4.2 Some approximate solutions

4.2.1 Three dimensional DTM

In this subsection we consider heat transfer in a cylindrical pin fin. We consider thermal conductivity given as a linear function of temperature 1+βθand a power law heat transfer coefficient. The three dimensional DTM solution of Eq. (2) is given by


One may determine the value of cby invoking the boundary at the base of the fin, as such


To plot a three dimensional figure for this solution one may fix temperature, say at τ=0.4The results are shown in Figure 2.

Figure 2.

Approximate analytical solutions for a two-dimensional cylindrical spine fin with a constant thermal conductivity (β=0) forτ=0.4. The parameters are set such thatE=2,Bi=0.2, andm=3. (see also, [8]).

4.2.2 Two dimensional DTM

The two dimensional DTM solution for a steady heat transfer through the cylindrical fin is given by


and cis obtained from


This solution is plotted in Figure 3

Figure 3.

Approximate analytical solutions for a two-dimensional cylindrical spine fin with a constant thermal conductivity (β=0) forτ=0.4. The parameters are set such thatE=2,Bi=0.2, andm=3. (see also, [8]).

4.2.3 Comparison of one dimensional exact, DTM and VIM solutions

Here the solutions for the one dimensional heat transfer problems are compared, namely the exact solution given in Eq. (38). The VIM solutions is given by


The constant cmay be obtained using the boundary condition at the fin base. The DTM solution is given by (see [35])


Likewise, the constant cis obtained using the boundary conditions.

These solutions are depicted in Figure 4.

Figure 4.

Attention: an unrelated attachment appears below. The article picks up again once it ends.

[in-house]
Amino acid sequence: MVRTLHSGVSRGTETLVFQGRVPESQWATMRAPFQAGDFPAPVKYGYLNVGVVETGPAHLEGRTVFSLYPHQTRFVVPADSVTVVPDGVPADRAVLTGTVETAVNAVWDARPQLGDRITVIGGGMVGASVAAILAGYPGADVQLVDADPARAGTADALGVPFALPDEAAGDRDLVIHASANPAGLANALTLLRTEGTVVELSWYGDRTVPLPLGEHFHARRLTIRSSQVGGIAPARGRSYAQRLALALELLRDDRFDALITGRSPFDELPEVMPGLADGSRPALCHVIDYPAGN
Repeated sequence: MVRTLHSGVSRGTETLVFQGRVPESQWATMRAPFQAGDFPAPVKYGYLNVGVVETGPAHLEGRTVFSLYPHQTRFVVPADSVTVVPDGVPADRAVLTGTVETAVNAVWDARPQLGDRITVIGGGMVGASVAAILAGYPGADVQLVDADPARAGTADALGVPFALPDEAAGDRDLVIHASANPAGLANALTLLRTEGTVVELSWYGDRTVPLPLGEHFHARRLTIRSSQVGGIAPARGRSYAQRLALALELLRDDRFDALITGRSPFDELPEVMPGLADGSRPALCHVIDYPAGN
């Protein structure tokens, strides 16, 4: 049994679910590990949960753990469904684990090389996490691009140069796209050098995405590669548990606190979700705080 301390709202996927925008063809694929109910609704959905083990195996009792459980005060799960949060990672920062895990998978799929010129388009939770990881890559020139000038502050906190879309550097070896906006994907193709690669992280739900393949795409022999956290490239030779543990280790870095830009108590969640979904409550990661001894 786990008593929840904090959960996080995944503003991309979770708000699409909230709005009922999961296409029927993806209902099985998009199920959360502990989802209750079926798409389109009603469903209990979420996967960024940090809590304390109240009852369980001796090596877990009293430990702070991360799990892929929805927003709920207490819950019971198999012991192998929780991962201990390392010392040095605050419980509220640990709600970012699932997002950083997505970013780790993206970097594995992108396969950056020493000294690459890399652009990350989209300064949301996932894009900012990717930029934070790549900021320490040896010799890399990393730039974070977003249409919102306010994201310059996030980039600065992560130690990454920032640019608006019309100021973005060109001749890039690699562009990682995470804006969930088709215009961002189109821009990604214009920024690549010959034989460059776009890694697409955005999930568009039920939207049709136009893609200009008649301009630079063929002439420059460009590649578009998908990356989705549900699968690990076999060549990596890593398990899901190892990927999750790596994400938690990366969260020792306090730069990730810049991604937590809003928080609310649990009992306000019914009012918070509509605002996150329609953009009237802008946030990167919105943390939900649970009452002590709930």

A temperature distribution in a rectangular fin for varying values ofn,M=1.7.(see also [36]).


5. Outlook and some concluding remarks

The interest in heat transfer through fins will continue unabated. This is brought about by applications of fins in engineering appliances. The solutions to the problems give insight into effectiveness and efficiency of different fins. In this chapter we provided a summary of some of the work in recent times. In particular, we reviewed the exact and approximate analytical solutions. We demonstrated that although the models describing hear transfer seem to be simple, they are in fact challenging to solve exactly. When constructed, the exact solutions are used as benchmarks for the approximate solutions. It appears that some models including contracting or expanding have attracted some attention. The analysis of these problems provide insight into heat transfer phenomena and assist in the design of fins. The challenge is the construction of exact solutions, however one may construct approximate analytical solutions. The problems discussed here are not exhaustive.


Conflict of interest

The authors declare no conflict of interest.




Cross-sectional area


Biot number


Aspect ratio


dimensionless heat transfer coefficient


Heat transfer coefficient


Heat transfer coefficient at the base of the fin


Dimensionless thermal conductivity


Thermal conductivity of the fluid


Thermal conductivity of the fin


Length of the fin








Base temperature


Fluid temperature


Dimensionless fin length


Fin length


Dimensionless fin length


Fin length


Length of a cylindrical pin fin. Greek letters


Dimentionless time


dimensionless temperature

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Raseelo Joel Moitsheki, Partner Luyanda Ndlovu and Basetsana Pauline Ntsime (January 22nd 2021). Survey of Some Exact and Approximate Analytical Solutions for Heat Transfer in Extended Surfaces, Heat Transfer - Design, Experimentation and Applications, Miguel Araiz Vega, IntechOpen, DOI: 10.5772/intechopen.95490. Available from: